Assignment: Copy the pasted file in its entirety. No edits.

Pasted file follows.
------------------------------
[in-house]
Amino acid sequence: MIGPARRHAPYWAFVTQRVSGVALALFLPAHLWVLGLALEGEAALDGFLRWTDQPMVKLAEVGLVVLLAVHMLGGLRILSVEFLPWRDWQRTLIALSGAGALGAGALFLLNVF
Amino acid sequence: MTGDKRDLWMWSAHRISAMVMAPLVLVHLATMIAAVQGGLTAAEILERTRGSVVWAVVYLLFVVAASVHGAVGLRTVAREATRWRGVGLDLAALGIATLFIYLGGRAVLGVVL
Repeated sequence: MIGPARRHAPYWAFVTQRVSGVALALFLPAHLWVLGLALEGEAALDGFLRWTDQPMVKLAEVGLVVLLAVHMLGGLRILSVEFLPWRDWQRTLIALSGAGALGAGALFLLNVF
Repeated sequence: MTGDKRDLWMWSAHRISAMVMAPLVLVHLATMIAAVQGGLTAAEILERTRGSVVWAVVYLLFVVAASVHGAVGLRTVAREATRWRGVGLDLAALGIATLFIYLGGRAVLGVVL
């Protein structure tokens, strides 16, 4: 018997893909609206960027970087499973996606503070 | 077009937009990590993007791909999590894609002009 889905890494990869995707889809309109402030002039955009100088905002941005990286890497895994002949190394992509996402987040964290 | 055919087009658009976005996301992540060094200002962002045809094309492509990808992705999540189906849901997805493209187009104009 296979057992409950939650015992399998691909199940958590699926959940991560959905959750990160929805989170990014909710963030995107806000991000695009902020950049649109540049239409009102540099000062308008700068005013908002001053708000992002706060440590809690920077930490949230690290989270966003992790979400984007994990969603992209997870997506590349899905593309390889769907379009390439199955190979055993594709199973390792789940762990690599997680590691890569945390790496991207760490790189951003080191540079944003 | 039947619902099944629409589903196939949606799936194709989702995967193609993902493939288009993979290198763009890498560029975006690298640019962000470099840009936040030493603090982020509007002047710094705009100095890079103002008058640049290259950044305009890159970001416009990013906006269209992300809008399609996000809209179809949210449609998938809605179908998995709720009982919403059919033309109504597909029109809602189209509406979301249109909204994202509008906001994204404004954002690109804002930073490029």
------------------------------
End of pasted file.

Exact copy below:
[in-house]
Amino acid sequence: MIGPARRHAPYWAFVTQRVSGVALALFLPAHLWVLGLALEGEAALDGFLRWTDQPMVKLAEVGLVVLLAVHMLGGLRILSVEFLPWRDWQRTLIALSGAGALGAGALFLLNVF
Amino acid sequence: MTGDKRDLWMWSAHRISAMVMAPLVLVHLATMIAAVQGGLTAAEILERTRGSVVWAVVYLLFVVAASVHGAVGLRTVAREATRWRGVGLDLAALGIATLFIYLGGRAVLGVVL
Repeated sequence: MIGPARRHAPYWAFVTQRVSGVALALFLPAHLWVLGLALEGEAALDGFLRWTDQPMVKLAEVGLVVLLAVHMLGGLRILSVEFLPWRDWQRTLIALSGAGALGAGALFLLNVF
Repeated sequence: MTGDKRDLWMWSAHRISAMVMAPLVLVHLATMIAAVQGGLTAAEILERTRGSVVWAVVYLLFVVAASVHGAVGLRTVAREATRWRGVGLDLAALGIATLFIYLGGRAVLGVVL
């Protein structure tokens, strides 16, 4: 018997893909609206960027970087499973996606503070 | 077009937009990590993007791909999590894609002009 889905890494990869995707889809309109402030002039955009100088905002941005990286890497895994002949190394992509996402987040964290 | 055919087009658009976005996301992540060094200002962002045809094309492509990808992705999540189906849901997805493209187009104009 296979057992409950939650015992399998691909199940958590699926959940991560959905959750990160929805989170990014909710963030995107806000991000695009902020950049649109540049239409009102540099000062308008700068005013908002001053708000992002706060440590809690920077930490949230690290989270966003992790979400984007994990969603992209997870997506590349899905593309390889769907379009390439199955190979055993594709199973390792789940762990690599997680590691890569945390790496991207760490790189951003080191540079944003 | 039947619902099944629409589903196939949606799936194709989702995967193609993902493939288009993979290198763009890498560029975006690298640019962000470099840009936040030493603090982020509007002047710094705009100095890079103002008058640049290259950044305009890159970001416009990013906006269209992300809008399609996000809209179809949210449609998938809605179908998995709720009982919403059919033309109504597909029109809602189209509406979301249109909204994202509008906001994204404004954002690109804002930073490029």